Host-adaptability in Tetranychus urticae


Abstract: Plants have evolved complex defenses to deter feeding by phytophagous herbivores
including physical barriers that prevent herbivore accessibility, chemical defenses that reduce
host palatability, and toxins that negatively impact pest growth, development and digestion. To overcome these challenges, herbivores have developed counter adaptations including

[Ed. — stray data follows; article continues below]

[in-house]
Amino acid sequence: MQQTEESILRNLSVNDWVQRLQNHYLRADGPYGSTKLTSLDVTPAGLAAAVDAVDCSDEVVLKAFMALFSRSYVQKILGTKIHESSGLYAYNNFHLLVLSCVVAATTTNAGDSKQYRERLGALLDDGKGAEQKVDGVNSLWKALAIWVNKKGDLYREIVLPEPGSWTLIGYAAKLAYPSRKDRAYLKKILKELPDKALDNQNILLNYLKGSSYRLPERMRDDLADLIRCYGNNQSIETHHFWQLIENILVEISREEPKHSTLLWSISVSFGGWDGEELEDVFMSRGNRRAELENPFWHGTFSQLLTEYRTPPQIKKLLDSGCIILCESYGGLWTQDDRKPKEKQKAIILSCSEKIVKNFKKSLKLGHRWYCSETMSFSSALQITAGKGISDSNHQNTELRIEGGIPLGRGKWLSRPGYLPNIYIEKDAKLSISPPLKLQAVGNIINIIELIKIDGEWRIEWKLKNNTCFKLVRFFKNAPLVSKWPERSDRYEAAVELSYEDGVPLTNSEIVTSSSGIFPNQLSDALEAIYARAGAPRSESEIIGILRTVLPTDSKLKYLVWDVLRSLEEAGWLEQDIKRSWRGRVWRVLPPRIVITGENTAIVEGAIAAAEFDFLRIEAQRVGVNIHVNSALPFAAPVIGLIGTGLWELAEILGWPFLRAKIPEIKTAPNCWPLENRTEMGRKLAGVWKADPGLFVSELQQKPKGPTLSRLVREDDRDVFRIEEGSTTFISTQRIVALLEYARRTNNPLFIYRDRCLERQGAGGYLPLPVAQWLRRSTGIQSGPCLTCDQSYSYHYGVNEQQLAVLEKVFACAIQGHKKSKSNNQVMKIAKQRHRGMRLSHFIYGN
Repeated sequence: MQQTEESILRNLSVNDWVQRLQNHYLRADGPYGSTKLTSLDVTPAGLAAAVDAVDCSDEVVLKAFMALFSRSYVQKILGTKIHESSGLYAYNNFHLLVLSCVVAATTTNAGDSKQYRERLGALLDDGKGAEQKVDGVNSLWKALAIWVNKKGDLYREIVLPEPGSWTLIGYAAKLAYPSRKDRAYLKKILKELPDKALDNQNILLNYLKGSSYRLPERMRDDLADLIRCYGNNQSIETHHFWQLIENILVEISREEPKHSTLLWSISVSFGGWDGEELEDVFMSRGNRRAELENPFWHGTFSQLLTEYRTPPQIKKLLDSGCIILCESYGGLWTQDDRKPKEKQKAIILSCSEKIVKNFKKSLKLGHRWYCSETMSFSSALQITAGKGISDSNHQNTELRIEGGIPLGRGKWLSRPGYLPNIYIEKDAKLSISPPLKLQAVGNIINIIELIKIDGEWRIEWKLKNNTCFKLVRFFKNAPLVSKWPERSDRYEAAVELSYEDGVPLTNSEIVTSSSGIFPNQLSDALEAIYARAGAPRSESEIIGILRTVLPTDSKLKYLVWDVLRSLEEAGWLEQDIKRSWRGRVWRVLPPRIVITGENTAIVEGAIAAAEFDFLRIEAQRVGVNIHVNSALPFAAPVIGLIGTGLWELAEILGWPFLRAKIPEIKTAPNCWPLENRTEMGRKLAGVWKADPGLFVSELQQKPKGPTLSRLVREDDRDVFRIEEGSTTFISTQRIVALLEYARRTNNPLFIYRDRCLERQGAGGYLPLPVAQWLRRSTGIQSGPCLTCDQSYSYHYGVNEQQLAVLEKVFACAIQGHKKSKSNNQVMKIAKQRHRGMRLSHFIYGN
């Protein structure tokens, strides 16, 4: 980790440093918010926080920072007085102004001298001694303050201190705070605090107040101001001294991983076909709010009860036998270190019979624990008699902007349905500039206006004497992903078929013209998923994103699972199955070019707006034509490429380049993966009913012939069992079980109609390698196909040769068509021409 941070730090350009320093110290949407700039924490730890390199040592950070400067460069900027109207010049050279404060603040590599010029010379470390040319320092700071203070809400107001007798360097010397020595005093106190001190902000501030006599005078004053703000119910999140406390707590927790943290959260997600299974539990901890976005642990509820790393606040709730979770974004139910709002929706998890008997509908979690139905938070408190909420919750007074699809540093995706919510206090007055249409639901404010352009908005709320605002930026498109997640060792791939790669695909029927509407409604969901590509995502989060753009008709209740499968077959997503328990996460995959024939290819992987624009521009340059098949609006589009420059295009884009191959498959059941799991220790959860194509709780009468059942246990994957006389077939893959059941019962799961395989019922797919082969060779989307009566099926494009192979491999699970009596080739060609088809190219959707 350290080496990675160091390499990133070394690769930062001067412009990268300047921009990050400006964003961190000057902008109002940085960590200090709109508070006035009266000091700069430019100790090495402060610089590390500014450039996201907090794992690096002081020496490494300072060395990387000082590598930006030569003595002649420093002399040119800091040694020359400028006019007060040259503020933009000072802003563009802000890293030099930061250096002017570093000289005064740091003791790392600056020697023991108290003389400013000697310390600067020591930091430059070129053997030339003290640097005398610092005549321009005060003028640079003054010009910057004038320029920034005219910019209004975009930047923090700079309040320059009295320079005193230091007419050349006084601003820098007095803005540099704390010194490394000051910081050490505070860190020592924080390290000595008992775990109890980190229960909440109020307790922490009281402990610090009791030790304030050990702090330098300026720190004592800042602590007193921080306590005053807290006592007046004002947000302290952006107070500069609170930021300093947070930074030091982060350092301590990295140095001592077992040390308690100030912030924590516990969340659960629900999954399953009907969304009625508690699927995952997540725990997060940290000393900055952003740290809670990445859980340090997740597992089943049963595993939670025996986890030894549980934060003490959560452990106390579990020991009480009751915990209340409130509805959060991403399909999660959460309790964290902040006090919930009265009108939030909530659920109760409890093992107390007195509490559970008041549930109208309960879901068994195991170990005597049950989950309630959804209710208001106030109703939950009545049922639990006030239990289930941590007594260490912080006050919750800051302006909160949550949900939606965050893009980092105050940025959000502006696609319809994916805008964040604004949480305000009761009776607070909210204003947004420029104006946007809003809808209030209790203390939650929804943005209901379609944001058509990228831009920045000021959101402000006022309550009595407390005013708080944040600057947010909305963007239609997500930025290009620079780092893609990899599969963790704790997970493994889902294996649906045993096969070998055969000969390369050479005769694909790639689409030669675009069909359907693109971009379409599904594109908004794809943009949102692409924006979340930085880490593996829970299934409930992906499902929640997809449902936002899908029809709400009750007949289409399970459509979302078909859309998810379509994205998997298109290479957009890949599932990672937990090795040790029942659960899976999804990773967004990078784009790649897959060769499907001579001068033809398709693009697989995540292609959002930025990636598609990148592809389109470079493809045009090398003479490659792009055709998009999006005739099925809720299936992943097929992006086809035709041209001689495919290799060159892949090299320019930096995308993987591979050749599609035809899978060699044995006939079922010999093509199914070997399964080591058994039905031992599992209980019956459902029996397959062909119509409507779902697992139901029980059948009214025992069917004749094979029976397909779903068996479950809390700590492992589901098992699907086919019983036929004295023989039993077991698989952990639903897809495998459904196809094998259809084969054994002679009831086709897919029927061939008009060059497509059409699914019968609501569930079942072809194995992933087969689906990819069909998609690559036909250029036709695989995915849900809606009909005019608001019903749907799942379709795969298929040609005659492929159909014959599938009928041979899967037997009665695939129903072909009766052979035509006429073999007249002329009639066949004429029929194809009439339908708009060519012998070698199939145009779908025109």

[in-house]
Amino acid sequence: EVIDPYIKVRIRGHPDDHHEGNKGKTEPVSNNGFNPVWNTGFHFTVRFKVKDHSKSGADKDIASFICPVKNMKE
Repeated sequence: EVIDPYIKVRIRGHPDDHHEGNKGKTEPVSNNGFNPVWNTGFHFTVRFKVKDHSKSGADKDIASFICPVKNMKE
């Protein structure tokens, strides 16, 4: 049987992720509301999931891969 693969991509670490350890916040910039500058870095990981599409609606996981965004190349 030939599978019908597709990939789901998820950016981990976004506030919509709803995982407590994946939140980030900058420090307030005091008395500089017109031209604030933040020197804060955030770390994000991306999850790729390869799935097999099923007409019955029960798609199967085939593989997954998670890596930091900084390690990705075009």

attenuation of plant defense responses, xenobiotic sequestration, phytotoxin target-site
mutations and phytotoxin detoxification. The two spotted spider mite (TSSM; Tetranychus
urticae Koch) is a global agricultural pest with a polyphagous diet extending over 1100 plant
species. The TSSM is a composite generalist herbivore comprised of individual host-adapted
populations that can feed on a subset of plant hosts. How mites adapt to initially unfavorable
plant host is not known. Here, we will summarize our studies of mite adaptation to plant hosts.

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